Reports about a malicious link compromising the security of several Yahoo! Mail accounts surfaced yesterday. The Next Web reports that a hacker going by the name Shahin Ramezany uploaded a YouTube video demonstrating how a Yahoo! account can be compromised with a DOM-based XSS vulnerability that can be misused across all major browsers. Ramezany’s technique, as depicted in the video, comes across as simple and and can be done in a short time. In fact, if Ramezany is to be believed, then as many as 400 million Yahoo! Mail users faced the risk of becoming victims of this vulnerability. Folks at TNW soon got in touch with Yahoo! to know more on the issue and this is what a Yahoo! spokesperson in the UK had to say, “We’ve been looking into it and the US have now confirmed that they are investigating too. They will be in touch if there is a comment – otherwise I recommend that if users are concerned then they should change their passwords immediately.”
Hacking attack but fixed
The spokesperson added, “At Yahoo! we take security very seriously and invest heavily in measures to protect our users and their data. We were recently informed of an online video that demonstrated a vulnerability. We confirm that the vulnerability has been fixed. In addition, we are investigating recent reports of increased abusive traffic and will work diligently to fix any vulnerabilities that are found. Concerned users are encouraged to change their passwords to a safe password that combines letters, numbers, and symbols.”
Twitter is abuzz with comments from those whose accounts were compromised in the attack. One user (Twitter handle – @mygzyap) wrote, “Seems someone tried to hack my Yahoo mail account. If you receive rogue e-mails from me, please let me know.” Another one (Twitter handle – @ronicadesign) wrote, “My crap @yahoo email got hacked *again*. Deleted all my contacts about a yr. ago, after the first hack & it still sent out spam. DELETED.”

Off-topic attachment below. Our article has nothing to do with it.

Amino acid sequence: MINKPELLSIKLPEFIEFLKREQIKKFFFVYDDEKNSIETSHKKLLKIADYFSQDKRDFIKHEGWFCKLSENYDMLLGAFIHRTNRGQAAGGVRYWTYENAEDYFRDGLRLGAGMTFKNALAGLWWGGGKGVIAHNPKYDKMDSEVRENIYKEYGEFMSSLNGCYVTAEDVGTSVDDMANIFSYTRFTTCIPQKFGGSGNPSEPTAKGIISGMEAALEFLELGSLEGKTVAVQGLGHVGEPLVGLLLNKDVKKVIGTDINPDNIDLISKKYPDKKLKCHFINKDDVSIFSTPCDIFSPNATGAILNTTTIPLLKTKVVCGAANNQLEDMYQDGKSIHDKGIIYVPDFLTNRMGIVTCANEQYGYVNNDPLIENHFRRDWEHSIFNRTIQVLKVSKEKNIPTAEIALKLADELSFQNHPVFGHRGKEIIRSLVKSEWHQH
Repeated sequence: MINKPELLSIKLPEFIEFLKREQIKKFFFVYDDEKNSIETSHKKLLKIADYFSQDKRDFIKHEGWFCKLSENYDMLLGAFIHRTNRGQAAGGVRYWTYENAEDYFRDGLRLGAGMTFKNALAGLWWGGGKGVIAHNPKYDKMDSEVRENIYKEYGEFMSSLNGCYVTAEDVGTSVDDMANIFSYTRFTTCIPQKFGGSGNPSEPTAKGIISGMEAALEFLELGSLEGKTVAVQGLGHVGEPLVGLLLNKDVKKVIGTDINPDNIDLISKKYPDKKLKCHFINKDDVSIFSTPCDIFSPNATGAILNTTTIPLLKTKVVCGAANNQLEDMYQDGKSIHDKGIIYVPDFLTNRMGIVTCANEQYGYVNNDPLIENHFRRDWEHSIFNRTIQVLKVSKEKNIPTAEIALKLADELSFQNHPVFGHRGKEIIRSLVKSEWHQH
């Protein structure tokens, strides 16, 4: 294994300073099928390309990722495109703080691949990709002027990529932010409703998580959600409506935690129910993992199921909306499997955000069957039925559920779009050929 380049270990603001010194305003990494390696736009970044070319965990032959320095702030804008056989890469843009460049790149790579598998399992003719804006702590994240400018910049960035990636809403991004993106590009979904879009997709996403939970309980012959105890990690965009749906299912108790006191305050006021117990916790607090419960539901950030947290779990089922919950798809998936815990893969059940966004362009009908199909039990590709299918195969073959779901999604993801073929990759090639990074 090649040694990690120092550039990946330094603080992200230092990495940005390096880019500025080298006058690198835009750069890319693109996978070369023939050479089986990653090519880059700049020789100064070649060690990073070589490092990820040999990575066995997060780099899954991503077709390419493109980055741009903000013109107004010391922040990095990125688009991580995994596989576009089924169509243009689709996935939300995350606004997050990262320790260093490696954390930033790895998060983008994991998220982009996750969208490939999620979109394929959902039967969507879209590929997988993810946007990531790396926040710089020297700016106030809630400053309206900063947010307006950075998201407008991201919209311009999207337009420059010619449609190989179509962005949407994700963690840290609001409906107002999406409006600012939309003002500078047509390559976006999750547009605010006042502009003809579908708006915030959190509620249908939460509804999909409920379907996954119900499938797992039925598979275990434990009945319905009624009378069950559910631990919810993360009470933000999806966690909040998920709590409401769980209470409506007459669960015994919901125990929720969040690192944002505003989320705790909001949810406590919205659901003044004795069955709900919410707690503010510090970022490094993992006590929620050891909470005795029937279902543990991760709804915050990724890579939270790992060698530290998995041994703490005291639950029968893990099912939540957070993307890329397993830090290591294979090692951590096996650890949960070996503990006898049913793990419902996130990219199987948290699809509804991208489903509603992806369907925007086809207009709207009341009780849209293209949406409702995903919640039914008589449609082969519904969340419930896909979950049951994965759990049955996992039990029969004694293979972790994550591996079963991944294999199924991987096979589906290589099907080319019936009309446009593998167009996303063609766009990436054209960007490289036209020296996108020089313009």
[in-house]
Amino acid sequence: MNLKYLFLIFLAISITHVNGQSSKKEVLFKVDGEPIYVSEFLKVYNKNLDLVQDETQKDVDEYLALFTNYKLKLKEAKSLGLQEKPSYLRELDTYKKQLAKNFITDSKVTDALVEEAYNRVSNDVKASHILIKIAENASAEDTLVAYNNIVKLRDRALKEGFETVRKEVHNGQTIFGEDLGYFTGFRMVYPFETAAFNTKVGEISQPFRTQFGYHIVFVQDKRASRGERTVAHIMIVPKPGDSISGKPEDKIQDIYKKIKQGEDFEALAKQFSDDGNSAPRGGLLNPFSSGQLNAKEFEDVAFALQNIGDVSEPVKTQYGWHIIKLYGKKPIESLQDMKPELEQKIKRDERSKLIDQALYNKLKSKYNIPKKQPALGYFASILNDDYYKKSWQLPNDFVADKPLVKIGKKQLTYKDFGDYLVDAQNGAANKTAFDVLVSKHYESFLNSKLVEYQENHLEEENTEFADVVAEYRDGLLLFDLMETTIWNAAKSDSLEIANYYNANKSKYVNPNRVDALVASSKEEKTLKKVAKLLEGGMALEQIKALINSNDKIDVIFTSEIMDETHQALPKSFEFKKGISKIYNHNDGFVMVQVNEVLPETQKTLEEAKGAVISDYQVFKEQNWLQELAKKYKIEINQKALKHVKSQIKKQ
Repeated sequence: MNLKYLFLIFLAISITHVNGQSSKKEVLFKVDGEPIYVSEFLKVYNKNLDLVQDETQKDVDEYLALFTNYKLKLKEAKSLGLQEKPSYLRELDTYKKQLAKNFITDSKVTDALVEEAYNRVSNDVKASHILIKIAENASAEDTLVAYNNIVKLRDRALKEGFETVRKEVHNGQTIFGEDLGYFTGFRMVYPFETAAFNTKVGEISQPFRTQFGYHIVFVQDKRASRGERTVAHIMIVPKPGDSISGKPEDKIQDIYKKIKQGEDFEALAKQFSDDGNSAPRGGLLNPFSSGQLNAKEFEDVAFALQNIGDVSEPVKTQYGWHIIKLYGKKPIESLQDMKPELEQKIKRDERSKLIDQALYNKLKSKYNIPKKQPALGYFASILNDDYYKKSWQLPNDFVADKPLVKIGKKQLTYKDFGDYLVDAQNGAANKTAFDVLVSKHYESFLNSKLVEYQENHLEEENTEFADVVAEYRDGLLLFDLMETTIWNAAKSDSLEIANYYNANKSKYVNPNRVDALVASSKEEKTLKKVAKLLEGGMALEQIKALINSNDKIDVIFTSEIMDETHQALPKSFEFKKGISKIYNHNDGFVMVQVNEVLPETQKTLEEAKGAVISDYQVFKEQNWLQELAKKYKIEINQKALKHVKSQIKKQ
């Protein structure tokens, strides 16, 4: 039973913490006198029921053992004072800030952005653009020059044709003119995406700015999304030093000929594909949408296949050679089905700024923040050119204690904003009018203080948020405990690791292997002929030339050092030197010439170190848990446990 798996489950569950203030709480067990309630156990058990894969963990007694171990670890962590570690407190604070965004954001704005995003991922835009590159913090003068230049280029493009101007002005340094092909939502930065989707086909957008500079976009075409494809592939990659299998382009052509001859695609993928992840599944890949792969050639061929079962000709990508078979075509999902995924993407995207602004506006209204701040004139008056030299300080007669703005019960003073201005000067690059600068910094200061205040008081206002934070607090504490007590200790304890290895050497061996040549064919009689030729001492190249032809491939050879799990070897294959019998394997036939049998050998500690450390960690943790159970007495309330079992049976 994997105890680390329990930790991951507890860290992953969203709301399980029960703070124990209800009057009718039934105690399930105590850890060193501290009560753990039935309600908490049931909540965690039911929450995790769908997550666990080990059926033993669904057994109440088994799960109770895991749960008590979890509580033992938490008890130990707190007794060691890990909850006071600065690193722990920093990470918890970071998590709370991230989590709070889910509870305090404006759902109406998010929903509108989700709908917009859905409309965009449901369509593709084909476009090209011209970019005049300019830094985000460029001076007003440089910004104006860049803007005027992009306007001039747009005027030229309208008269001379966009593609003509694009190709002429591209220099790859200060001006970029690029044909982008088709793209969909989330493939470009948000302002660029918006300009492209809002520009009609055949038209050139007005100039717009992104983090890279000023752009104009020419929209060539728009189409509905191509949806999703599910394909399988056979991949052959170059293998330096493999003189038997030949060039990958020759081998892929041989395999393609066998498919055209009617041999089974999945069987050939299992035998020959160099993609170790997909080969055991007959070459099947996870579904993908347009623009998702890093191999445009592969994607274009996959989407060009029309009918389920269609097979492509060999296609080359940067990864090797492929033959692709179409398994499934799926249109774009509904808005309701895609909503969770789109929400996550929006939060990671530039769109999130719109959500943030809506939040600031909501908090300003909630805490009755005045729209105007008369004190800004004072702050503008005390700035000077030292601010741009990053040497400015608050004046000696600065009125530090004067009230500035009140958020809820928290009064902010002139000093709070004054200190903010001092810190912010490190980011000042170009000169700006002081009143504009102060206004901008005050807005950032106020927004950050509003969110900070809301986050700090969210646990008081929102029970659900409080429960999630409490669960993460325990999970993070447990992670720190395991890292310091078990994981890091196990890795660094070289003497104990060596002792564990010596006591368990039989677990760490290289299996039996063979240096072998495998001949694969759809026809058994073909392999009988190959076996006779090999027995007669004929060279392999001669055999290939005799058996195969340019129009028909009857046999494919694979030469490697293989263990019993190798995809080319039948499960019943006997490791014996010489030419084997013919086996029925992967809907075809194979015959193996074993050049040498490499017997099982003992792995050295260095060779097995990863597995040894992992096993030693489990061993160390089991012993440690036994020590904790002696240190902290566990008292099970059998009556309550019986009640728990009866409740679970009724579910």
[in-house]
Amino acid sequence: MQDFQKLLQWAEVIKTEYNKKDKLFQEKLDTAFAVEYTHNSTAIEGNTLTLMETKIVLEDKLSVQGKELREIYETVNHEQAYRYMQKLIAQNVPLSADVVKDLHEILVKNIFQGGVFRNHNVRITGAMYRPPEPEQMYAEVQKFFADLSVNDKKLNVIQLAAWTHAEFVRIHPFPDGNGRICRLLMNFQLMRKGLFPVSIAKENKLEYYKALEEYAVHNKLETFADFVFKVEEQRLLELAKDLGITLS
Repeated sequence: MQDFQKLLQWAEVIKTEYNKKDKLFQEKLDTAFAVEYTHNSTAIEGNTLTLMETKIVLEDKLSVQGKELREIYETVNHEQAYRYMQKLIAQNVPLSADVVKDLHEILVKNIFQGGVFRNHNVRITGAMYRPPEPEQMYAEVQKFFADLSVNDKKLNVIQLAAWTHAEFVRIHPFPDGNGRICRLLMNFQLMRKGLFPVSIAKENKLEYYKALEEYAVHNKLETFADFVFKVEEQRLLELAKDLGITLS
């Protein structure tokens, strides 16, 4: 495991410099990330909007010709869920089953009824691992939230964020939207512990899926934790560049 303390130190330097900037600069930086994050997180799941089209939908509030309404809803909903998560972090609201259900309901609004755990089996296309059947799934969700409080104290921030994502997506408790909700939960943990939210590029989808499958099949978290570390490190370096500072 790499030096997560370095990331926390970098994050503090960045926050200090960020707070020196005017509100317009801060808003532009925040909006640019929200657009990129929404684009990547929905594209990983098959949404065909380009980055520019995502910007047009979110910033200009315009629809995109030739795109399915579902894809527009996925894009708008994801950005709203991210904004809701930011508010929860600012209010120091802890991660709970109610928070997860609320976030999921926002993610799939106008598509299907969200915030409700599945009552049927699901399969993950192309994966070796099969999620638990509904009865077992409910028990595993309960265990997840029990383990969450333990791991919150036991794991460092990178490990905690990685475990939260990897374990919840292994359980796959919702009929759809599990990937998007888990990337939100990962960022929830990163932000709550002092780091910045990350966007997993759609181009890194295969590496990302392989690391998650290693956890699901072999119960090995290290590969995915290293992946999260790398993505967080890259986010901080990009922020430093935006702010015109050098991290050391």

In July last year, hackers belonging to a hacking collective called D33Ds Company retrieved and dumped login details of more than 400,000+ user accounts in plain text. A post on Trustedsec stated, “The passwords contained a wide variety of email addresses including those from yahoo.com, gmail.com, aol.com, and much more.” Interestingly, the post added that the affected website was a sub-domain of yahoo.com and that the compromised server may be Yahoo! Voice a.k.a Associated Content. “The affected website was only named as a sub-domain of yahoo.com. However, digging through and searching for the hostname, the attacker forgot to remove the hostname “dbb1.ac.bf1.yahoo.com” (credit to Mubix for the hostname find),” Trustedsec wrote. The most worrisome bit was that the passwords that were stored were completely unencrypted, and as you're reading this, 400,000+ login credentials (comprising usernames and passwords) have been exposed.
It had been brought to light that the hackers used a union-based SQL injection attack to get away with the information stored in the database. The post on Trustedsec also put forth a glimpse of what the data leaked online looks like.
A note at the end of the dump read, “We hope that the parties responsible for managing the security of this sub-domain will take this as a wake-up call and not as a threat. There have been many security holes exploited in webservers belonging to Yahoo! Inc. that have caused far greater damage than our disclosure. Please do not take them lightly. The sub-domain and vulnerable parameters have not been posted to avoid further damage.”
Reporting on the issue, Ars Technica's Dan Goodin wrote that the union-based SQL injection hacking technique used here affects inadequately secured web applications that do not “properly scrutinize text entered into search boxes and other user input fields”. He added, “By injecting powerful database commands into them, attackers can trick back-end servers into dumping huge amounts of sensitive information.”